- Fuzzy string searching
Approximate string search is the name that is used for a category of techniques for
finding strings that approximately match some given pattern string. It may also be known as approximate or inexact matching.
Approximate string searching has two different flavors::finding one or more matching substrings of a text, and :finding similar strings in a string set, often referred to as a dictionary. Approximate string searching has many application areas including
information retrieval, spellcheckingand computational biologyref|Gus97.
The cornerstone of any approximate searching method is a
similarityfunction or string metric. Among the most commonly used similarity functions are Levenshtein distance(a type of edit distance) and n-gramdistance. The latter is based on counting the number of common n-grams, and is used mostly for filtering. In contrast to n-gram distance, Levenshtein distanceis a de-facto standard similarity function. It has several extensions. One well known extension is Damerau-Levenshtein distancethat counts transposition as a single edit operation. Another extension is the so-called generalized or weighted Levenshtein distance. It assigns different costs to elementary edit operations. Ukkonen ref|Ukk85 described even more sophisticated similarity function where edit operations go beyond single-character insertions, deletions and substitutions and include substitutions of arbitrary-length strings.
On-line vs. off-line
Traditionally, approximate string matching algorithms are classified into two categories: on-line and off-line. With on-line algorithms the pattern can be preprocessed before searching but the text cannot.In other words, on-line techniques do searching without indexation. Earlyalgorithms for on-line approximate matching were suggested by Wagner and Fisherref|WF74 and by Sellers. ref|Sel80 Both algorithms are based on
dynamic programmingbut solve different problems. Sellers' algorithmsearches approximately for a substring in a text while the algorithm of Wagnerand Fisher calculates Levenshtein distance, being appropriate for dictionary fuzzy search only.
On-line searching techniques were repeatedly improved. Perhaps the most famous improvement is the
bitap algorithm(also known as the shift-or and shift-and algorithm), which is very efficient for relatively short pattern strings. The Bitap algorithm is the heart of the Unixsearching utility agrep. An excellent review of on-line searching algorithms was done by G. Navarro.ref|Nav01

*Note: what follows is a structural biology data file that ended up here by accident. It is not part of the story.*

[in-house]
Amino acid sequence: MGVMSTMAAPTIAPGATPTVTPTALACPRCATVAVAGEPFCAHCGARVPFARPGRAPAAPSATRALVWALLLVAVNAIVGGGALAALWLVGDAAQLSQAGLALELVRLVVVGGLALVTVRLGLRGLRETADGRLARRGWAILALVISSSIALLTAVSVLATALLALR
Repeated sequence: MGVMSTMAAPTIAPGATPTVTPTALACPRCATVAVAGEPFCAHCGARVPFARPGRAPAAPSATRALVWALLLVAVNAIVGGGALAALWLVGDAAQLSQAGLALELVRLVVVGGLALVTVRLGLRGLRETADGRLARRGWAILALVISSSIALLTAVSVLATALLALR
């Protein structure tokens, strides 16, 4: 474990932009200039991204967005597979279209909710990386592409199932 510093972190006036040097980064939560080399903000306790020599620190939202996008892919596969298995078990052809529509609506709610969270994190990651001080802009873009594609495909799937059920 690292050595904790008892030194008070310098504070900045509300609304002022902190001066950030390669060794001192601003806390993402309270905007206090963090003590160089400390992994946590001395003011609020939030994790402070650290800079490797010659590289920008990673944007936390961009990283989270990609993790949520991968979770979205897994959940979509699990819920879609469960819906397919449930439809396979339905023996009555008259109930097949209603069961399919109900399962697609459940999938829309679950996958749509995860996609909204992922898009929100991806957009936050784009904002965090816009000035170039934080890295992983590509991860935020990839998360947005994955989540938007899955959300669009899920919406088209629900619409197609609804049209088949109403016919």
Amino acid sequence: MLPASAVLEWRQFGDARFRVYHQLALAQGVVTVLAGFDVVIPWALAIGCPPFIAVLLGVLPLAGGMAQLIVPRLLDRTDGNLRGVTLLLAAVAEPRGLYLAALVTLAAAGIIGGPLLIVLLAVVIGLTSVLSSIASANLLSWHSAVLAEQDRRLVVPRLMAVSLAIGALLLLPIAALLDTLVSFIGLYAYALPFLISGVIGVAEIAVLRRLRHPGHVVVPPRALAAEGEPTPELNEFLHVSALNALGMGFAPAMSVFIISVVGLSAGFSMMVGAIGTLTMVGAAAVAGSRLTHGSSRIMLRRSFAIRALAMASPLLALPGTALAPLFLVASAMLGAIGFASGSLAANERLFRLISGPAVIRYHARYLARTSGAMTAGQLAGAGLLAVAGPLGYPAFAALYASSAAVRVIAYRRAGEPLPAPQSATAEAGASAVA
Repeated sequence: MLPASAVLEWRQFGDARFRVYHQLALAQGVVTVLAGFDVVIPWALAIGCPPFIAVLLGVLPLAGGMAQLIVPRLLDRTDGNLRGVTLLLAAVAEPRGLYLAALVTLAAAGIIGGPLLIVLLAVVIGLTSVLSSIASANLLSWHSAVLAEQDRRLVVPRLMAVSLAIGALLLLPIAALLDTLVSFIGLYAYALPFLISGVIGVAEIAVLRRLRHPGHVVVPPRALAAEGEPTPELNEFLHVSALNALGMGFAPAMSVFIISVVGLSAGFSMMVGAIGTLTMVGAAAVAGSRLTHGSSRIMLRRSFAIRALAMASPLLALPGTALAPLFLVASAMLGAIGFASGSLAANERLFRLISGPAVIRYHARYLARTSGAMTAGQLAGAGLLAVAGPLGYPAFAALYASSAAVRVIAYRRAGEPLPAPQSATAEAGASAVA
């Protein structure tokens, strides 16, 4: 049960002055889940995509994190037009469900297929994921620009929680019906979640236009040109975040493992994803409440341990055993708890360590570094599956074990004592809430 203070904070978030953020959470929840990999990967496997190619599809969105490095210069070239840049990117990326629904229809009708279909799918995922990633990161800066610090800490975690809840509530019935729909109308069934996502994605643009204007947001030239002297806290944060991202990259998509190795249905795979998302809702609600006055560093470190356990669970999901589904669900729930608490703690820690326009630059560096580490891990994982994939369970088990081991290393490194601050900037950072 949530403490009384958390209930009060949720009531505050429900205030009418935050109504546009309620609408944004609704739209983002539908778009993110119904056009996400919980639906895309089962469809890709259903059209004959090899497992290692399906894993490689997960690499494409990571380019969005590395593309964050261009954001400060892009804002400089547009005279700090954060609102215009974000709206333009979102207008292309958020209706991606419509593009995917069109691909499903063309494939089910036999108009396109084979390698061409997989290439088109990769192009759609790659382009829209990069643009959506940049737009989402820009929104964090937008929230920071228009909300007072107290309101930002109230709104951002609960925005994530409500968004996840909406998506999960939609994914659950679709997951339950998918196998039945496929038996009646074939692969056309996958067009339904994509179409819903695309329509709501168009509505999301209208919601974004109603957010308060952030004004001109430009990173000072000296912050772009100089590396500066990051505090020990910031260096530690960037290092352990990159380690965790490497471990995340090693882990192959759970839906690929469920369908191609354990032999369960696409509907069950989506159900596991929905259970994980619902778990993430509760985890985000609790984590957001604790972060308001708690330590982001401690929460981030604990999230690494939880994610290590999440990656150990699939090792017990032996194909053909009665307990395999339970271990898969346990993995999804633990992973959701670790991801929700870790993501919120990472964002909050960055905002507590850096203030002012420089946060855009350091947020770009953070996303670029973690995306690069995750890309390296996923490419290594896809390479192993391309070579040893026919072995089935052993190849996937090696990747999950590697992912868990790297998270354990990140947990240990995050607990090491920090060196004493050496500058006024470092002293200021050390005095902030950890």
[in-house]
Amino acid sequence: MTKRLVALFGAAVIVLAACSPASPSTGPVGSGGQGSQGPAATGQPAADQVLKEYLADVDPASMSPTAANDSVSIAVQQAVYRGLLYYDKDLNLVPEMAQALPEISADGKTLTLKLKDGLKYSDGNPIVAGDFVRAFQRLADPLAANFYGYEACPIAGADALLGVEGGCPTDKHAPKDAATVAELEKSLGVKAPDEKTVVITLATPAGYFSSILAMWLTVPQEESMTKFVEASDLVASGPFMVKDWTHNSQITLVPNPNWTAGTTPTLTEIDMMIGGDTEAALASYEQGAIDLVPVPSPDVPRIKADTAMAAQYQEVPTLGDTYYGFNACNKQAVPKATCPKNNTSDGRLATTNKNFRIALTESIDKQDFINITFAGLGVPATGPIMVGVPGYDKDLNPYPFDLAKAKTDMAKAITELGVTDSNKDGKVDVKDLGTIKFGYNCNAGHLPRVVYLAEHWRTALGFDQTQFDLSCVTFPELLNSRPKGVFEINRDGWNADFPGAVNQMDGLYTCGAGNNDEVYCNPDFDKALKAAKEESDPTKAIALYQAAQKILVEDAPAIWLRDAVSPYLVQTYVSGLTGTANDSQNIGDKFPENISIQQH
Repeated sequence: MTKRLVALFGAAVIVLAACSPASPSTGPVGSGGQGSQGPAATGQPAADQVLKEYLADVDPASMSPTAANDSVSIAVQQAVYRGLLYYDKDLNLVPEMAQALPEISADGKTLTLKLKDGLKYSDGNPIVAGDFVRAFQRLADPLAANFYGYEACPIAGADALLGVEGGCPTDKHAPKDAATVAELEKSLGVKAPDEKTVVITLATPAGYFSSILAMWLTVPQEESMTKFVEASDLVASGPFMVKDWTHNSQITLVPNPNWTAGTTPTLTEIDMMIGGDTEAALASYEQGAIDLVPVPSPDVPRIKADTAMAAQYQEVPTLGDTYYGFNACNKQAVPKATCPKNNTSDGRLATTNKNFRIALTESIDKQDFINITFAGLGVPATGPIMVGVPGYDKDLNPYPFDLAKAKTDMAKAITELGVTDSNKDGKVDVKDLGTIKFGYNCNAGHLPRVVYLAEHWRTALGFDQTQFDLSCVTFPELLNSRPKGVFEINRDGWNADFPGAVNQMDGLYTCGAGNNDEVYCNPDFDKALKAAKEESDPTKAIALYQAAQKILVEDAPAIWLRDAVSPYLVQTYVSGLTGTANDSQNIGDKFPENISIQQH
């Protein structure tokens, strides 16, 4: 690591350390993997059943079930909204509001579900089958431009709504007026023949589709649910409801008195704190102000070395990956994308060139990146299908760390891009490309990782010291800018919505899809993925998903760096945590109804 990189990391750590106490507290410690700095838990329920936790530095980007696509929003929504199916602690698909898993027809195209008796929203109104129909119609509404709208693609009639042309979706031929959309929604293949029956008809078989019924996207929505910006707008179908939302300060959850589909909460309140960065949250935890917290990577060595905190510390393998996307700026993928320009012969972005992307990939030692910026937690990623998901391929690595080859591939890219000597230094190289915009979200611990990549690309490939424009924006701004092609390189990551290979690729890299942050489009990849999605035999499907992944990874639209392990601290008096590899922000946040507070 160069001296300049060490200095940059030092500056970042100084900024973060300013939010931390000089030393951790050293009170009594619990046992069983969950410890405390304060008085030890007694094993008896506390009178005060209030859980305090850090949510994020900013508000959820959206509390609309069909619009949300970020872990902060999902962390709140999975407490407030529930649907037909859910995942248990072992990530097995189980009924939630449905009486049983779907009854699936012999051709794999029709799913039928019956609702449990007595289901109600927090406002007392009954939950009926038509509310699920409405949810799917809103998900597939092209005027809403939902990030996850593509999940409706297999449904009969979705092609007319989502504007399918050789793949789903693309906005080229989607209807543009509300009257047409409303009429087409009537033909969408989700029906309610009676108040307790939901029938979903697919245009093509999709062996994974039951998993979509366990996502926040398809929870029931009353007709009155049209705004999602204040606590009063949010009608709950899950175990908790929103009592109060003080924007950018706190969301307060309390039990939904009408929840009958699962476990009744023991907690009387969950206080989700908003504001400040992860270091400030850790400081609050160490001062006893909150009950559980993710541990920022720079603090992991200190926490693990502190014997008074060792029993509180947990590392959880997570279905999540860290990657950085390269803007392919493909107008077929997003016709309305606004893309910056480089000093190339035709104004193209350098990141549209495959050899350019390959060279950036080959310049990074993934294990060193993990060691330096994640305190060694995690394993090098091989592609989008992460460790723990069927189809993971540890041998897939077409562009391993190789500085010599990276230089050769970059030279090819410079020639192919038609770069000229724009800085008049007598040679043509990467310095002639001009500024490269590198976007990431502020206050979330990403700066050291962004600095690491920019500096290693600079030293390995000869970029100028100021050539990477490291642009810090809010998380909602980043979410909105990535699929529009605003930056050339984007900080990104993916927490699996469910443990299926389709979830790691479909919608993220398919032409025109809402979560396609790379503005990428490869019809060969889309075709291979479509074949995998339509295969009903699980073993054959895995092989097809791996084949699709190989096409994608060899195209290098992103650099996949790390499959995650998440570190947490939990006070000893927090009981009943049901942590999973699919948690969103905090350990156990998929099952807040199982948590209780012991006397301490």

Although very fast on-line techniques exist, theirperformance on large data is unacceptable. Text preprocessing or
indexingmakes searching dramatically faster.Today, a variety of indexing algorithms are presented. Among them are suffix treesref|Gus97, metric treesref|NB98 and n-grammethods.ref|NBST01ref|Zob95 For a detailed list of indexing techniques see the paper of Navarro "et al."ref|NBST01
String searching algorithm
* R. Baeza-Yates and G. Navarro. A faster algorithm for approximate string matching. In Dan Hirchsberg and Gene Myers, editors, Combinatorial Pattern Matching (CPM'96), LNCS 1075, pages 1--23, Irvine, CA, Jun 1996.
* D. Gusfield. Algorithms on strings, trees, and sequences: computer science and computational biology. Cambridge University Press, New York, NY, USA, 1997.
* [http://www.dcc.uchile.cl/~gnavarro/ps/spire98.2.ps.gz R. Baeza-Yates and G. Navarro. Fast Approximate String Matching in a Dictionary.Proc. SPIRE'98. IEEE CS Press, pages 14-22.]
* G. Myers. A fast bit-vector algorithm for approximate string matching based on dynamic programming, Journal of the ACM (JACM) 46 (3), May 1999, 395 - 415.
* [http://www.egeen.ee/u/vilo/edu/2002-03/Tekstialgoritmid_I/Articles/Approximate/Navarro_Review_on_Approximate_Matching_p31-navarro.pdf G. Navarro. A guided tour to approximate string matching. ACM Computing Surveys (CSUR) archive 33(1), pp 31-88, 2001.]
* [http://www.dcc.uchile.cl/~gnavarro/ps/deb01.ps.gz G. Navarro, Ricardo Baeza-Yates, E. Sutinen and J. Tarhio. Indexing Methods for Approximate String Matching.IEEE Data Engineering Bulletin 24(4):19-27, 2001.]
* P.H. Sellers. The Theory and Computation of Evolutionary Distances: Pattern Recognition. Journal of Algorithms, 1:359-373, 1980.
* E. Ukkonen, Algorithms for approximate string matching. Information and Control 64, 100-118. 1985.
* [http://portal.acm.org/citation.cfm?id=321811 R. Wagner and M. Fischer, The string-to-string correction problem, Journal of the association for computing machinery, vol. 21, pp. 168 173, 1974.]
* [http://www.cs.ubc.ca/rr/proceedings/spe91-95/spe/vol25/issue3/spe948jz.pdf J. Zobel, P. Dart. Finding approximate matches in large lexicons. Software-Practice & Experience 25(3), pp 331-345, 1995.]
* [http://laurikari.net/tre/ Efficient POSIX compliant regexp matching library with support for approximate matching]
* [http://itman.narod.ru/english/ir/index.html Site devoted to fuzzy searching and information retrieval]
* [http://www.levenshtein.net/ The description of Levenshtein algorithm]
* [http://www.logic.at/people/bruno/Programs/BWPGazetteer/ BWPGazetteer] : [http://www.logic.at/people/bruno/Papers/2007-GATE-ESSLLI.pdf an implementation of an approximate gazetteer based on Levenshtein Distance] in Java within the GATE (
General Architecture for Text Engineering) framework for Natural Language Processingand Information Extraction.
* [http://tomcat-dmaweb1.jrc.it/fuzzyg/query/ The Fuzzy Gazetteer: A fuzzy string search engine for place names worldwide]
* [http://www.heise.de/ct/english/97/04/386/ Source code for n-gram based matching]
* [http://siderite.blogspot.com/2007/01/super-fast-string-distance-algorithm.html Siderite's Sift2: An empiric, but fairly accurate and very fast edit-distance algorithm]
* [http://pgrdoc.bioversity.cgiar.org/taxcheck/grin/index.html Taxonomic nomenclature checker]
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